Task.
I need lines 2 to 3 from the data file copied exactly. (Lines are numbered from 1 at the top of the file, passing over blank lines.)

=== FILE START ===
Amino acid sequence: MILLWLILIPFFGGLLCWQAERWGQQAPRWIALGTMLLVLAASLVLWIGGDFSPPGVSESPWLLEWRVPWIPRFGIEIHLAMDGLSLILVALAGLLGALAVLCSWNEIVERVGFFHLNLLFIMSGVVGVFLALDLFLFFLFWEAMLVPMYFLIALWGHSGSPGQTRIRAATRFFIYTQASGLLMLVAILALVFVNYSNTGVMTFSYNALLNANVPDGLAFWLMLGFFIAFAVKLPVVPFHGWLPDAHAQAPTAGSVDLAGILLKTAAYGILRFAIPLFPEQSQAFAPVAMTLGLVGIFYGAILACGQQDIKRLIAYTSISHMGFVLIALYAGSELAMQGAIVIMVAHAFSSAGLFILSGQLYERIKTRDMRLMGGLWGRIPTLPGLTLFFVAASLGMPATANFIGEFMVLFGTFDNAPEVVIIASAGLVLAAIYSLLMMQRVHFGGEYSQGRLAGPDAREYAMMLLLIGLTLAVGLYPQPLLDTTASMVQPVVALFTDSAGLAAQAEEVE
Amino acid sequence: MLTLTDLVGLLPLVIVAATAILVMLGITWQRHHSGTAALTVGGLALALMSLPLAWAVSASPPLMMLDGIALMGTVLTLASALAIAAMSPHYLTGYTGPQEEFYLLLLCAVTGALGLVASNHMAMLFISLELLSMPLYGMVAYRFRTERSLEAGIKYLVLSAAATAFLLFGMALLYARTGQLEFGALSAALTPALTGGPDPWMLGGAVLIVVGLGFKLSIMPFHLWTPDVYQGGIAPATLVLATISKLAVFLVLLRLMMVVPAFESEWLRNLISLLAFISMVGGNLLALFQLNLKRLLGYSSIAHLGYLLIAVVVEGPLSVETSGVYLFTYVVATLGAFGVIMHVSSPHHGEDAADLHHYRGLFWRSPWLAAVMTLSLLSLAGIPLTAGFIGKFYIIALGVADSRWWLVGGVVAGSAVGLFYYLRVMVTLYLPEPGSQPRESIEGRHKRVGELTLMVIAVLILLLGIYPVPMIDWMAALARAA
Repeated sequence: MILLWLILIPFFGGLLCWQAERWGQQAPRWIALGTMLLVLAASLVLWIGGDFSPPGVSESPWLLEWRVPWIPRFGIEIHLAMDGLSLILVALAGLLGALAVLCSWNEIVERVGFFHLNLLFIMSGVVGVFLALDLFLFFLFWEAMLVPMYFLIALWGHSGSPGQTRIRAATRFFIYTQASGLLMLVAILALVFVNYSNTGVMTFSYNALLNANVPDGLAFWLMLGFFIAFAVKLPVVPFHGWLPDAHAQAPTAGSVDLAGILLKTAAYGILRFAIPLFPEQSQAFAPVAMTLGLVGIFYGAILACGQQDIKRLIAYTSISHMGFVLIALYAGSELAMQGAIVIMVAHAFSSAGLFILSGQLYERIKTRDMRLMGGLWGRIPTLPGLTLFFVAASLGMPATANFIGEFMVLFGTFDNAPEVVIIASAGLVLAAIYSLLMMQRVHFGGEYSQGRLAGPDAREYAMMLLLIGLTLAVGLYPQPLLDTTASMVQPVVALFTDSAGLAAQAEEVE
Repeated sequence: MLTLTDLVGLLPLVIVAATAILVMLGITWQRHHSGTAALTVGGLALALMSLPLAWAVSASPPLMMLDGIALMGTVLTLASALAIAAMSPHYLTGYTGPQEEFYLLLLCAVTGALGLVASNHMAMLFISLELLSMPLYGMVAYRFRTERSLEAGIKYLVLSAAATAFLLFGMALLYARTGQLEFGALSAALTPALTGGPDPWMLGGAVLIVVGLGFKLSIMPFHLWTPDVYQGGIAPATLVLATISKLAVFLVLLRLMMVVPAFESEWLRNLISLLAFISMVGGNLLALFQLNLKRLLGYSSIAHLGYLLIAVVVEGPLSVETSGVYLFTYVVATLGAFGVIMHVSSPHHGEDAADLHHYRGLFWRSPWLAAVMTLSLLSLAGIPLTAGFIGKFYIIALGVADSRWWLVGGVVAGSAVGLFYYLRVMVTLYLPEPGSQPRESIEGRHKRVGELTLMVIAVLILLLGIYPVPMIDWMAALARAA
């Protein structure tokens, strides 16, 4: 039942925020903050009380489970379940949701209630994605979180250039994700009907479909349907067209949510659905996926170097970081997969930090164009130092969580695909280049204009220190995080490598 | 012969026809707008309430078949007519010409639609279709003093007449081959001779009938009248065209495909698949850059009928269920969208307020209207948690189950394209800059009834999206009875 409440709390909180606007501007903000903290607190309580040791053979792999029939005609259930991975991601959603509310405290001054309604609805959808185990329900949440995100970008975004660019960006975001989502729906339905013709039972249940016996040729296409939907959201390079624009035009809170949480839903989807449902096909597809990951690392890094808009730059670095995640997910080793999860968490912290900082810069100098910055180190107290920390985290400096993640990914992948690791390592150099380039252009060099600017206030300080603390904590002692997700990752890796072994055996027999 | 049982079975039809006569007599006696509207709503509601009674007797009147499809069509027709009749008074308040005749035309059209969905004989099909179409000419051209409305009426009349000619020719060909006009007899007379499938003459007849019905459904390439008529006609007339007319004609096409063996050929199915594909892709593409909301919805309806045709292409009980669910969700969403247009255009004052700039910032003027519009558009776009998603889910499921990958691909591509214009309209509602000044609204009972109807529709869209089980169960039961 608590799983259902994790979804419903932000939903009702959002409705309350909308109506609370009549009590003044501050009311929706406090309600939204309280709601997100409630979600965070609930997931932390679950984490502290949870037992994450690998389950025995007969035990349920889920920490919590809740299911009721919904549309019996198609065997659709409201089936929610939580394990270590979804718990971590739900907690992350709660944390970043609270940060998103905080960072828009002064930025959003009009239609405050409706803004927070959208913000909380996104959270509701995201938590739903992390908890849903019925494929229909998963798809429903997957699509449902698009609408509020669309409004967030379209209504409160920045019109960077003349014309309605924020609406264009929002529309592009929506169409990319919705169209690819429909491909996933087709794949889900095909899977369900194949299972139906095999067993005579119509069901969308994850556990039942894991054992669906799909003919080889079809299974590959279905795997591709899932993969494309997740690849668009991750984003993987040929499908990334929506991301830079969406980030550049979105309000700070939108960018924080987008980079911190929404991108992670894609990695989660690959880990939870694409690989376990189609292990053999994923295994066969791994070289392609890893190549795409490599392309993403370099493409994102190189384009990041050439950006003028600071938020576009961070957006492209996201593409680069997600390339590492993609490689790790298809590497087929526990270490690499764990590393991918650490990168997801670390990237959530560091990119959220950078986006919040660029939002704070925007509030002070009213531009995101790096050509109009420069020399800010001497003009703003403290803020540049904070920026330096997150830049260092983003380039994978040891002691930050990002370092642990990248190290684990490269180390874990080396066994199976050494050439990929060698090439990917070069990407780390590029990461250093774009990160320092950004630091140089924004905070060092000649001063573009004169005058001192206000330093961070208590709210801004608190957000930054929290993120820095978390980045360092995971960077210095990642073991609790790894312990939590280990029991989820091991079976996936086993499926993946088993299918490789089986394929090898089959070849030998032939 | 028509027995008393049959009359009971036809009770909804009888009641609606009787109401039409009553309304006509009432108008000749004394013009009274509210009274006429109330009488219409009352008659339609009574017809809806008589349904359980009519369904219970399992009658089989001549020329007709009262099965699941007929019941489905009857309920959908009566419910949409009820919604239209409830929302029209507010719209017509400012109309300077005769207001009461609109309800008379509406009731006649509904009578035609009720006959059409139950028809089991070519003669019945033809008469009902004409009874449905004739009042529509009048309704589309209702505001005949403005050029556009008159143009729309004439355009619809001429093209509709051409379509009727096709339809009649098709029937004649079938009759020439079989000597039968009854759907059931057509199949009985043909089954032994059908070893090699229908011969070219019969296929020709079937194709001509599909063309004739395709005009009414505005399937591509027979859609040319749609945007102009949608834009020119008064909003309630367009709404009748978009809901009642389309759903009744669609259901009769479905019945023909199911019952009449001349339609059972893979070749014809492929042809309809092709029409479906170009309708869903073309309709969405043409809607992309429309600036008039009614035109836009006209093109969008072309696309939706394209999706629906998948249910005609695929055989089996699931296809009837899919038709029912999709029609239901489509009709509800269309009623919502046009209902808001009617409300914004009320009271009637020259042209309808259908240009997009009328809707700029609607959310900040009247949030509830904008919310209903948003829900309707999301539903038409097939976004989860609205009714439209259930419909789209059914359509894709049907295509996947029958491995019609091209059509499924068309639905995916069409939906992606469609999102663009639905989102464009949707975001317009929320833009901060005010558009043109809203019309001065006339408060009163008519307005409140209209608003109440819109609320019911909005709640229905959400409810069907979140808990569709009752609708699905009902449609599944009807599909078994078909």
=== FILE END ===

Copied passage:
Amino acid sequence: MLTLTDLVGLLPLVIVAATAILVMLGITWQRHHSGTAALTVGGLALALMSLPLAWAVSASPPLMMLDGIALMGTVLTLASALAIAAMSPHYLTGYTGPQEEFYLLLLCAVTGALGLVASNHMAMLFISLELLSMPLYGMVAYRFRTERSLEAGIKYLVLSAAATAFLLFGMALLYARTGQLEFGALSAALTPALTGGPDPWMLGGAVLIVVGLGFKLSIMPFHLWTPDVYQGGIAPATLVLATISKLAVFLVLLRLMMVVPAFESEWLRNLISLLAFISMVGGNLLALFQLNLKRLLGYSSIAHLGYLLIAVVVEGPLSVETSGVYLFTYVVATLGAFGVIMHVSSPHHGEDAADLHHYRGLFWRSPWLAAVMTLSLLSLAGIPLTAGFIGKFYIIALGVADSRWWLVGGVVAGSAVGLFYYLRVMVTLYLPEPGSQPRESIEGRHKRVGELTLMVIAVLILLLGIYPVPMIDWMAALARAA
Repeated sequence: MILLWLILIPFFGGLLCWQAERWGQQAPRWIALGTMLLVLAASLVLWIGGDFSPPGVSESPWLLEWRVPWIPRFGIEIHLAMDGLSLILVALAGLLGALAVLCSWNEIVERVGFFHLNLLFIMSGVVGVFLALDLFLFFLFWEAMLVPMYFLIALWGHSGSPGQTRIRAATRFFIYTQASGLLMLVAILALVFVNYSNTGVMTFSYNALLNANVPDGLAFWLMLGFFIAFAVKLPVVPFHGWLPDAHAQAPTAGSVDLAGILLKTAAYGILRFAIPLFPEQSQAFAPVAMTLGLVGIFYGAILACGQQDIKRLIAYTSISHMGFVLIALYAGSELAMQGAIVIMVAHAFSSAGLFILSGQLYERIKTRDMRLMGGLWGRIPTLPGLTLFFVAASLGMPATANFIGEFMVLFGTFDNAPEVVIIASAGLVLAAIYSLLMMQRVHFGGEYSQGRLAGPDAREYAMMLLLIGLTLAVGLYPQPLLDTTASMVQPVVALFTDSAGLAAQAEEVE